# Thread: PDE - Trouble starting

1. ## PDE - Trouble starting

Hi,
I have the question

Use eigenfunction expansion to solve

$u_t = u_{xx} + q(x,t)$

with IC: $u(x,0) = f(x)$ and BC's: $u(0,t) = u_0$ and $u(\pi,t) = u_{\pi}$ where $u_0$ and $u_{\pi}$ are given constants.

With this method, I am supposed to start with a trial solution based on

$u_t = u_{xx}$ which based on the boundary conditions I would guess to be

$\displaystyle u(x,t) = \sum_1^{\infty} b_n (t) \sin (nx)$

but when checking this against the boundary conditions I find that $u(0,t) = u(\pi,t) = 0$ and do not meet the boundary conditions. What am I missing here?

Thanks

2. You will need to transform your PDE to one with BCs fixed to zero. Try $u = v + ax + b$ and choosing $a$ and $b$ such that

$v(0,t) = v(\pi,t) = 0$.

3. Originally Posted by Danny
You will need to transform your PDE to one with BCs fixed to zero. Try $u = v + ax + b$ and choosing $a$ and $b$ such that

$v(0,t) = v(\pi,t) = 0$.
I'm not quite sure what you mean... You say transform the pde by trying $u = v + ax + b$. The only thing I can think of is $\frac{\partial^2 v + ax + b}{\partial t^2} =\frac{\partial^2 v + ax + b}{\partial x^2}$ So confused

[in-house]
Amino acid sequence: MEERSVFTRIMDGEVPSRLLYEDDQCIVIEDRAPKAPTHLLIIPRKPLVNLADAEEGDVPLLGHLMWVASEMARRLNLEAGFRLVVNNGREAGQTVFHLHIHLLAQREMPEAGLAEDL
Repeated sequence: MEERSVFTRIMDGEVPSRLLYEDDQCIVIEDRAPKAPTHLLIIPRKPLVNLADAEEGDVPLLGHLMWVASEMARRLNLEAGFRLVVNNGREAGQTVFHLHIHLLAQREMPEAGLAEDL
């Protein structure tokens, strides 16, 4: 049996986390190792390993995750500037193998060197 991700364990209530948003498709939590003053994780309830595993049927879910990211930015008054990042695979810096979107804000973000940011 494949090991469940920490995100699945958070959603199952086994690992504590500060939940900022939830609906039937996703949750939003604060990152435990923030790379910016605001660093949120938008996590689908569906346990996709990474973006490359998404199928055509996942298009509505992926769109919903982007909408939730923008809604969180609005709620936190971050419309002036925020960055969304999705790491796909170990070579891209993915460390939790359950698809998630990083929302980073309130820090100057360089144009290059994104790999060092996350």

4. Let me show you a bit more. First off,

$u_t = v_t$, and $u_{xx} = v_{xx}$ so the PDE $u_t = u_{xx} + q(x,t)$ becomes $v_t = v_{xx} + q(x,t).$

Now for the BC's. You want $v(0,t) = 0, v(\pi,t) = 0$ so

$u(0,t) = v(0,t) + a \cdot 0 + b\;\; \Rightarrow\;\; u_0 = 0 + b$
$u(\pi,t) = v(\pi,t) + a \cdot \pi + b\;\; \Rightarrow\;\; u_\pi = a \cdot \pi + b$. These you solve for a and b.

Next, the IC

$u(x,0) = f(x) \; \text{so}\; v(x,0) + ax + b = f(x) \; \text{so}\; v(x,0) = f(x) - ax - b$

Now you have a new problem

$v_t = v_{xx}$
$v(0,t) = 0, v(\pi,t) = 0$
$v(x,0) = f(x) -ax - b$

This you can solve by the separation of variables. Once you have the solution, then use

$u = v + ax + b$.